Why would an excellent academic institution like Somerset College disrupt the important learning process to indulge in a camp week? Certainly not because it is fun for the staff, nor is it to support some underlying environmental education philosophy.
Schools must act as bridge between the pillowed life of the home and the hard edges of the real world…… A well run outdoor education program can be invaluable in causing a student to develop the self-assurance and grit needed to cope with the challenges of life.
- Dr Tim Hawkes, Headmaster, The Kings School.
Camp Week was formed purely as conduit in which our students are challenged beyond the scope of their normal daily routine. They learn resilience in the face of adversity, a life skill that cannot be taught in a classroom. The students can learn more about themselves in this one, four night excursion than in all the other weeks of the year.
The Year 10 students spent a week in Mt Barney National Park, they packed their own backpacks, they negotiated their tent groups, they formed their own hike groups, they cooked for themselves, they washed up for themselves, they trekked mountains, they used bush toilets, they missed their daily shower.
The camp doesn’t have any winners or losers, the students can only succeed or fail to master their own personal challenge. All camp groups are set achievable goals, yet all groups must persevere through significant discomfort at times to meet the challenge set. Every child this year succeeded through determination and internal fortitude. The students who very often shine on camp are not always the star athletes, it is very often the quiet child who has the resolve to dig deep and finish the hike without fanfare or medals, much like life itself.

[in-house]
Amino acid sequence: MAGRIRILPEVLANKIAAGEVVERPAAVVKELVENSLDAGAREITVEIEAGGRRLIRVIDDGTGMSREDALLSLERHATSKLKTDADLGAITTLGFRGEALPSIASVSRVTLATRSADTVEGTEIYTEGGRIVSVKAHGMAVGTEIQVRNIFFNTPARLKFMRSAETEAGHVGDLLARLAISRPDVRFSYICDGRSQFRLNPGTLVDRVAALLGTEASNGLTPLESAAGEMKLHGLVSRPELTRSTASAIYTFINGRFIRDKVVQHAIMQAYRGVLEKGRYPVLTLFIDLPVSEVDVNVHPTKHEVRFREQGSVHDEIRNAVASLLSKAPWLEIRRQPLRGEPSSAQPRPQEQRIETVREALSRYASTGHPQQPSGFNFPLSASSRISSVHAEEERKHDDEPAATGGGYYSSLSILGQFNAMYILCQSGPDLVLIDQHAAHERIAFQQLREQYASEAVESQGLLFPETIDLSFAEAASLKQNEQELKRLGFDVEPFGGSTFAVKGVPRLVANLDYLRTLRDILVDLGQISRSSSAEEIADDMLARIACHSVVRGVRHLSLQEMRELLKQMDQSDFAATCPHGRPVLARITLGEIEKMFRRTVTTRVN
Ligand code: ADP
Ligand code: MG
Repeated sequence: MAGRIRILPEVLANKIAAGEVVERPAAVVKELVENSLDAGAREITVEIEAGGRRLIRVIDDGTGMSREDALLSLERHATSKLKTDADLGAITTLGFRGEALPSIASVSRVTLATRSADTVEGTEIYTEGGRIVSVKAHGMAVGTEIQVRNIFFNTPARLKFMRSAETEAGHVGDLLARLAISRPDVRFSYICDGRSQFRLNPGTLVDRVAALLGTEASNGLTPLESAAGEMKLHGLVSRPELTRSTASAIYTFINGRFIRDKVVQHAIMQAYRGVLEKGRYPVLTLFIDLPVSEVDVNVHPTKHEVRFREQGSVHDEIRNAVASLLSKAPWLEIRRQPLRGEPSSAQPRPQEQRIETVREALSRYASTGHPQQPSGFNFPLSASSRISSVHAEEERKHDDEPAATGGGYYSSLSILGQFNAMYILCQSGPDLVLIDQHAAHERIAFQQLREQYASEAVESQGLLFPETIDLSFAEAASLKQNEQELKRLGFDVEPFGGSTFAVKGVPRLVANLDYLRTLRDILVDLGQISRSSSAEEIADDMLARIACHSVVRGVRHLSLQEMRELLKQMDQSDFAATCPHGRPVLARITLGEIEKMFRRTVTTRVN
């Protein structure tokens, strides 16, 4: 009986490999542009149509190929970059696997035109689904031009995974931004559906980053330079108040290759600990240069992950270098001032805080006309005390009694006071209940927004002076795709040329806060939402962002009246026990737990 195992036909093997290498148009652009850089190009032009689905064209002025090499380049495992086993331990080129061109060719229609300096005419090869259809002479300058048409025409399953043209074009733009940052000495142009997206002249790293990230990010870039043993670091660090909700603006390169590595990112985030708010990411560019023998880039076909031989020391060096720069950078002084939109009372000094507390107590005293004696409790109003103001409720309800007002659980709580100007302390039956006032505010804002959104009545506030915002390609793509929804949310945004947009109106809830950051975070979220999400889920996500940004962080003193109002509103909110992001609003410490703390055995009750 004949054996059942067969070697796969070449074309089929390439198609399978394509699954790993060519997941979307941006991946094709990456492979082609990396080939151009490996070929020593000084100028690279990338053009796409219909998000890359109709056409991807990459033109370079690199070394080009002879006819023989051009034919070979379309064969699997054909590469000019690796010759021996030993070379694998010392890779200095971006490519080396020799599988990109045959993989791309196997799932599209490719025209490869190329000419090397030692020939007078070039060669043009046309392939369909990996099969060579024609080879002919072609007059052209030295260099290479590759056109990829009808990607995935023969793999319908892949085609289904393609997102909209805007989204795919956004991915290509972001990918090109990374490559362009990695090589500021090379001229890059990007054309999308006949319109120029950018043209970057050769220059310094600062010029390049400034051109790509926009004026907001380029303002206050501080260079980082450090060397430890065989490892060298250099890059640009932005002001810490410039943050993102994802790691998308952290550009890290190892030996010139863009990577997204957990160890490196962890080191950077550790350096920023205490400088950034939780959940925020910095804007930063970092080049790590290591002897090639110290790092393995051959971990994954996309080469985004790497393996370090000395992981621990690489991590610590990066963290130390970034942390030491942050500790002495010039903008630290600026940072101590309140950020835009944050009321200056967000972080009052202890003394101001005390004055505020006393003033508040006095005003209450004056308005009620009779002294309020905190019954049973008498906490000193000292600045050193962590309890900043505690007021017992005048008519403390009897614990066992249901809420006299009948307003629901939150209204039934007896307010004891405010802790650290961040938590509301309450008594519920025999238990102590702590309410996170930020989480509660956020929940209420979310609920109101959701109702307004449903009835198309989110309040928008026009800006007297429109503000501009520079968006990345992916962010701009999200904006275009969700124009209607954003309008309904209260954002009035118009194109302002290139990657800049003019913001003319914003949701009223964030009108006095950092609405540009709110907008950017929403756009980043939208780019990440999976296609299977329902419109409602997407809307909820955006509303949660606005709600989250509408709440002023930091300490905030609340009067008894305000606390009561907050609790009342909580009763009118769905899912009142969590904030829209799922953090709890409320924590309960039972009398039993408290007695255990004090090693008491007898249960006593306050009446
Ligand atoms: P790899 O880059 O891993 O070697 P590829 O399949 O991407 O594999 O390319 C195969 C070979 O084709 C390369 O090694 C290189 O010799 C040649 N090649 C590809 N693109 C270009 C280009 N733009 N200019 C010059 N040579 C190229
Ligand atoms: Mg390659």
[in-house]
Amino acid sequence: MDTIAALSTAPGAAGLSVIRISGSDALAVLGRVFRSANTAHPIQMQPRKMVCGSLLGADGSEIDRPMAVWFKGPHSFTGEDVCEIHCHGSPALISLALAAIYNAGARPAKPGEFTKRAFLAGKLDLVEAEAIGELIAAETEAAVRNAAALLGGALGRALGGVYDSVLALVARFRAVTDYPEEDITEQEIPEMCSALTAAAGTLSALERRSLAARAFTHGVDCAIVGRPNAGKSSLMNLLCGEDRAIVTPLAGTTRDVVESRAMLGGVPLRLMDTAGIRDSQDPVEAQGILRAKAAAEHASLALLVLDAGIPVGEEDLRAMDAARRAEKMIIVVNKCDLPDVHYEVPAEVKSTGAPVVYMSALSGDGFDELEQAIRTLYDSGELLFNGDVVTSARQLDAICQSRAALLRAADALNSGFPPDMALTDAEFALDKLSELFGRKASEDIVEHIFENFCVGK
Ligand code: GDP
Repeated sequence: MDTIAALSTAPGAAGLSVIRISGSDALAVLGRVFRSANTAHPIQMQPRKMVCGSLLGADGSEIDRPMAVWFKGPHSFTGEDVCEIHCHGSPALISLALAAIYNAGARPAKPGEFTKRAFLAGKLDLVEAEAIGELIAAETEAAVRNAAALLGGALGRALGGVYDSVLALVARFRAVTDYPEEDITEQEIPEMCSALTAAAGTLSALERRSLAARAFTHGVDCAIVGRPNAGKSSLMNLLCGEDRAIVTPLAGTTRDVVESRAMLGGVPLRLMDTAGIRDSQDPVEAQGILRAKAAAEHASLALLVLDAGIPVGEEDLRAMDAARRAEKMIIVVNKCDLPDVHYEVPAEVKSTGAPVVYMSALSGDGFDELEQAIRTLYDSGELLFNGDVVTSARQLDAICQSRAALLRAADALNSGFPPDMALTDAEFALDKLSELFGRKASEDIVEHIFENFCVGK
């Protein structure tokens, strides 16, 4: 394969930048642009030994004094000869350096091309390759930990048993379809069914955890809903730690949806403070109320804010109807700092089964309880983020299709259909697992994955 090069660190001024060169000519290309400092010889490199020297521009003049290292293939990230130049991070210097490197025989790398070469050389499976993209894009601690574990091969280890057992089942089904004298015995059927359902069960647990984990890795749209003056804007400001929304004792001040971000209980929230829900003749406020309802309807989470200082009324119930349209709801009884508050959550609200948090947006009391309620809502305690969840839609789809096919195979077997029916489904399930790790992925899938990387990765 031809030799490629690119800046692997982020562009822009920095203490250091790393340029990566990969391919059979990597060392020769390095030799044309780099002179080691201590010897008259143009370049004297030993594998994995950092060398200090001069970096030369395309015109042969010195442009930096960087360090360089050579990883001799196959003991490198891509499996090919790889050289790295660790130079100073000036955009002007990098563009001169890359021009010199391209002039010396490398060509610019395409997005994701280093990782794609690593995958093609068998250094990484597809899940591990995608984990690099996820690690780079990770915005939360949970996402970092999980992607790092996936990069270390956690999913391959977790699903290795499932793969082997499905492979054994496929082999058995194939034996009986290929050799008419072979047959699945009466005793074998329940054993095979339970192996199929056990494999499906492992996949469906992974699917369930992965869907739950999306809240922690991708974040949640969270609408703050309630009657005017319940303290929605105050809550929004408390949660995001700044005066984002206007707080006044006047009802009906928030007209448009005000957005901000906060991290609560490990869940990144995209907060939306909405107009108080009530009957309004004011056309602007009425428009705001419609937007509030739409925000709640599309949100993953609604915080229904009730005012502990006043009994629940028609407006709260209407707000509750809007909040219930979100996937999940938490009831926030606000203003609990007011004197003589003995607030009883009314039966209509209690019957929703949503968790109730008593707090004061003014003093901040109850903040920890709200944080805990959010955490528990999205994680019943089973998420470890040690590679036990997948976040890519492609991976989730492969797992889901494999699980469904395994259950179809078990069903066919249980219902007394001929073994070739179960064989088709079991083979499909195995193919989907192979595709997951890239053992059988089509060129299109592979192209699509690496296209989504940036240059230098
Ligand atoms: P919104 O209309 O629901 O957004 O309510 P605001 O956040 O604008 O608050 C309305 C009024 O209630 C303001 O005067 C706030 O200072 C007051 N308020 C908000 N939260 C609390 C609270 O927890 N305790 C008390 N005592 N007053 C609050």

I know all Year 10 will remember their camp week and while the lessons may not always appear clear to the 15 year old mind, those lessons are learnt and the strength of character demonstrated will be evident long past the discomfort of camp is forgotten.
In Year 11, as a reward for the hard work of Year 10 camp, the students choose their camp experience. We had students select the following camps: The Outback Camp, conducted near Warwick, Navigation and Boat handling in the Broadwater, Tall Ship Sailing from Bundaberg to Brisbane and the Fraser Island camp.
A life well lived can be defined as one full of unique and amazing experiences. There is no doubt that the students who attended these camps have had a unique and I hope amazing experience.
Child psychologist, Michael Carr-Gregg blames parents who hover over their cotton-wool kids for raising what he describes as a "marshmallow generation".
We are certainly fortunate at to have the support of parents, the Headmaster and the Board of Somerset College for the continuation of our Outdoor Education programme. Hopefully Somerset College graduates will never be described as the "marshmallow generation".
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